Genitourinary Cancer

SS 41 - GU 5 - Discoveries for High Risk and Recurrent Prostate Cancer

299 - Local Failure and Gleason Score 9-10 Disease Independently Predict for Survival Outcomes: A Meta-Analysis of Six Randomized Trials

Wednesday, October 24
1:50 PM - 2:00 PM
Location: Room 214 A/B

Local Failure and Gleason Score 9-10 Disease Independently Predict for Survival Outcomes: A Meta-Analysis of Six Randomized Trials
A. U. Kishan1, F. I. Chu1, X. Wang2, W. Seiferheld3, S. Pugh4, L. Collette5, K. A. Sandler1, H. M. Sandler6, M. Bolla7, P. Maingon8, T. De Reijke9, N. Nickols1, A. J. Chang10, M. Rettig10, A. Drakaki10, S. Liu10, R. E. Reiter11, P. A. Kupelian1, M. L. Steinberg10, and C. R. King1; 1Department of Radiation Oncology, University of California, Los Angeles, Los Angeles, CA, 2Department of Medicine, University of California, Los Angeles, Los Angeles, CA, 3NRG Oncology SDMC, Philadelphia, PA, 4NRG Oncology Statistics and Data Management Center, Philadelphia, PA, 5EORTC Headquarters, Brussels, Belgium, 6Cedars Sinai Medical Center, Los Angeles, CA, 7Department of Radiation Oncology. CHU Grenoble, Grenoble, France, 8Centre Georges François Leclerc, DIJON, France, 9Academic Medical Center, Amsterdam, Netherlands, 10University of California, Los Angeles, Los Angeles, CA, 11Department of Urology, University of California, Los Angeles, Los Angeles, CA

Purpose/Objective(s): Emerging data suggest that androgen deprivation therapy (ADT) can act as a radiosensitizer, and the benefit of upfront ADT in high Gleason score (GS) tumors--which has been validated in multiple randomized trials--may be ascribed to improvements in both local and systemic control. Patients with high GS cancers are known to have inferior survival outcomes, which has primarily been attributed to a higher risk of developing distant metastases (DMs) or having micrometastatic disease at presentation. The impact of LF in patients with high GS cancers is unknown. The purpose of the present meta-analysis was to explore whether having GS 9-10 disease and having an LF event were independent predictors of survival outcomes.

Materials/Methods: Individual patient-level data were obtained for patients with GS 8-10 PCa enrolled on three RTOG (8531, 8610, and 9202) and three EORTC trials (22863, 22961, and 22991). An LF event could occur in 4 ways: palpable tumor (all 6 trials), PSA>4 (1 trial), initiation of ADT without DM (1 trial), or urethral obstruction (2 trials). For the purposes of this analysis, LF was only counted if it was identified before a DM was identified. Multivariable Cox proportional hazard models were developed to obtain hazard ratio (HR) estimates of the effect of GS 9-10 vs. GS 8 disease and LF vs. no LF on overall survival (OS) and cancer specific-survival (CSS), after adjustment for ADT duration, age, and T-stage. All analyses were repeated in the subgroups of patients who developed DMs within 3 years ("early DM") or after 3 years ("late DM").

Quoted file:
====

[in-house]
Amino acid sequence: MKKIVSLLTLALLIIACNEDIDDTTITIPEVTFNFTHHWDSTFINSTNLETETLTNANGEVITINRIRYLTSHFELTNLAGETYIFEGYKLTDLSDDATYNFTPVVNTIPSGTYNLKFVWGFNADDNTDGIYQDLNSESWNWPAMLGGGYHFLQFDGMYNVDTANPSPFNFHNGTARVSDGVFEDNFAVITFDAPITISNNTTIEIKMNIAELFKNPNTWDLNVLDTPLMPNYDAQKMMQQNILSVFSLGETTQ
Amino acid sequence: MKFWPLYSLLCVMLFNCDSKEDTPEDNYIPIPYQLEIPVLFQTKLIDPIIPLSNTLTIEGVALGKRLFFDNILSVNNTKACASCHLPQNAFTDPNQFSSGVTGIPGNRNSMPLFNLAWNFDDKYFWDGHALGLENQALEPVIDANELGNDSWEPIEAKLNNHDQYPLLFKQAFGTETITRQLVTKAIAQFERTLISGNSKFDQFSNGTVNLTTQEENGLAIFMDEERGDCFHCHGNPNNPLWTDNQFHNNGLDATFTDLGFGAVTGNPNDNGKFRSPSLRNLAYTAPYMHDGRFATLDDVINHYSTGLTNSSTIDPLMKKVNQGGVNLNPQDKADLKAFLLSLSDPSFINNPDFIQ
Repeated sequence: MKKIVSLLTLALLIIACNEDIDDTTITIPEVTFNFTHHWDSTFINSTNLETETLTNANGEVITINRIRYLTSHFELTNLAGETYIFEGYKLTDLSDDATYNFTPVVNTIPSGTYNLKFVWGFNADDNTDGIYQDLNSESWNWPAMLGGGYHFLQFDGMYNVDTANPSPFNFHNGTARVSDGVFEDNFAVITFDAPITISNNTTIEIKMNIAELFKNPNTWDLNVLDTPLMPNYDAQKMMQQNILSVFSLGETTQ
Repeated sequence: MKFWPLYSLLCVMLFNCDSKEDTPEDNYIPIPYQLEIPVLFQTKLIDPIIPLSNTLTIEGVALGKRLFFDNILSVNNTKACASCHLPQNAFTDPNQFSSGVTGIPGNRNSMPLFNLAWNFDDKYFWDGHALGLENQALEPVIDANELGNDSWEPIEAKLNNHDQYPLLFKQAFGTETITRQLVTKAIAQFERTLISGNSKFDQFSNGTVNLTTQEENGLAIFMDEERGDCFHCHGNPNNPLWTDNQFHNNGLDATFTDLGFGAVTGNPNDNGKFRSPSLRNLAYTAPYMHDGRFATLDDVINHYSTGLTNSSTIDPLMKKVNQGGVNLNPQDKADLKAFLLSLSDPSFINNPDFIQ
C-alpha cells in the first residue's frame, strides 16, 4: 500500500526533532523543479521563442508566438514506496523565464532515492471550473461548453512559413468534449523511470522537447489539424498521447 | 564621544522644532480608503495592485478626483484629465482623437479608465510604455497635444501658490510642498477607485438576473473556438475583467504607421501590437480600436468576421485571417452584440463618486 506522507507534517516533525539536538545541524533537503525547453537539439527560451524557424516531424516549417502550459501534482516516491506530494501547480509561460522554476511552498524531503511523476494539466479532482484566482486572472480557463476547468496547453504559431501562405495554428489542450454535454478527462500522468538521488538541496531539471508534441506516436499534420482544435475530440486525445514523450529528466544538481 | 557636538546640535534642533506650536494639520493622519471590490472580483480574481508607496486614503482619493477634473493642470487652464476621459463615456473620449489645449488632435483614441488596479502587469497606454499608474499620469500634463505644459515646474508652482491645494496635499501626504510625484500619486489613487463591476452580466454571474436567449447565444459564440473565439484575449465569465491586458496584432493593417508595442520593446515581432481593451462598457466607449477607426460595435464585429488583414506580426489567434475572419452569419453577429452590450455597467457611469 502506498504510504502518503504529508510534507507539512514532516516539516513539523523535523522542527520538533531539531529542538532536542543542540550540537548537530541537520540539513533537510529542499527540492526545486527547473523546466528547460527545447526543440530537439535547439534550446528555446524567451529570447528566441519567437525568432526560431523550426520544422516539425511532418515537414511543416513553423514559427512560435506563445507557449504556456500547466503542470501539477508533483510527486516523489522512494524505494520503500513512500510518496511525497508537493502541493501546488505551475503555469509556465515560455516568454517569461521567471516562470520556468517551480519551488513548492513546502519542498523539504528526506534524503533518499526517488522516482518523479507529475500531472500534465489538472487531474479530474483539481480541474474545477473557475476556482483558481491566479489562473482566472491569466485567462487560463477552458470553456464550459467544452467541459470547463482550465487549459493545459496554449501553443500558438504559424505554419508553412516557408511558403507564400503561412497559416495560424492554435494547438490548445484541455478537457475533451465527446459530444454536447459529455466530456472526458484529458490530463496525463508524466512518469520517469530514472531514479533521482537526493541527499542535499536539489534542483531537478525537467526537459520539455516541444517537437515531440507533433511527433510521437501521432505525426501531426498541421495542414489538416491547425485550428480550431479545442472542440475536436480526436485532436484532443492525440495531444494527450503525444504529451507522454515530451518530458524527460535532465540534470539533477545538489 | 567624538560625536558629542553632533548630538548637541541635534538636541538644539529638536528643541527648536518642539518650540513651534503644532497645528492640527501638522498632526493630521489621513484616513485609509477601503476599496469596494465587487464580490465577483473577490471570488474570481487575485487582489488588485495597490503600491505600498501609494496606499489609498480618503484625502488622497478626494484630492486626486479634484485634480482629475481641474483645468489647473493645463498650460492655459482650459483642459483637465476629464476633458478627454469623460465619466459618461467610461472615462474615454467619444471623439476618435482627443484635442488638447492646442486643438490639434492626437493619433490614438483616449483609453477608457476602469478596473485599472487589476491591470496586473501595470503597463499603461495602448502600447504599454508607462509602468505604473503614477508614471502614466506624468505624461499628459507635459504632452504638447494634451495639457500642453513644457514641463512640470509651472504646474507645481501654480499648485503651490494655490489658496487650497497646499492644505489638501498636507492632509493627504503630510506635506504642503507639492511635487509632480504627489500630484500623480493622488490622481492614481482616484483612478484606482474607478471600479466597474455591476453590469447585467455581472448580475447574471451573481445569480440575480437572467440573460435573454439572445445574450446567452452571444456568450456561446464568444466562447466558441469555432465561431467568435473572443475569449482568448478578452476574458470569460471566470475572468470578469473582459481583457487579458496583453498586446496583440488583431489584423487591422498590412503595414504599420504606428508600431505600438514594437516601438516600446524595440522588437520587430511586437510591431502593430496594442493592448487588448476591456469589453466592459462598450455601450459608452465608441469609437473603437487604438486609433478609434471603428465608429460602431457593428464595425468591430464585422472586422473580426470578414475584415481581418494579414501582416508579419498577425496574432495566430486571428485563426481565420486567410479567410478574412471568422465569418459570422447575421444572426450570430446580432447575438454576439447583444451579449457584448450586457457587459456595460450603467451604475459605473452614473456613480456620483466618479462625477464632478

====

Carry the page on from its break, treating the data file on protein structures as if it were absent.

Results: Nine-hundred-and-ninety-two patients (593 GS 8 and 399 GS 9-10) were included, with a median follow-up of 7.1 years for surviving patients. Overall, 22.9% of GS 8 and 26.3% of GS 9 patients experienced LF (HR for GS 9-10 vs. 8 of 1.39, p<0.05). LF and GS 9-10 disease were significant predictors of both CSS (HRs 2.23 and 1.69, respectively; p<0.05) and OS (HRs 1.32 and 1.31; p<0.05). On subgroup analysis, the LF effect for CSS and OS was not significant in patients with early or late DMs, while the GS 9-10 effects for both CSS and OS were significant only in patients who developed early DMs (HRs 1.93 and 2.00; p<0.05).

Conclusion: Having GS 9-10 PCa and experiencing a LF are independent predictors of inferior CSS and OS. These results underscore the dual importance of local and systemic control as part of the upfront management of high GS PCa. Notably, the GS 9-10 PCa effect is most pronounced in patients who develop metastases within 3 years of treatment, suggesting that micrometastatic disease at presentation may be a significant concern. Limitations are that assessment for LF was not uniformly pursued and that the doses of radiation used in the majority of these trials would be considered suboptimal today, such that fewer LF outcomes would be expected in a modern cohort.

Author Disclosure: A.U. Kishan: None. F. Chu: None. X. Wang: None. W. Seiferheld: None. K.A. Sandler: None. H.M. Sandler: Research Grant; ACR-RTOG. Stock; Advanced Medical Isotope Corporation. Committee Chair; NRG Oncology. M. Bolla: None. P. Maingon: None. N. Nickols: Research Grant; Janssen LLC, Nanobiotix, Varian Medical Systems. Stock; GeneSciences Inc. Stock Options; GeneSciences Inc. M. Rettig: None. P.A. Kupelian: Consultant; Varian Medical Systems. Vice President; Varian Medical Systems. M.L. Steinberg: Advisory Board; ViewRay, Inc.

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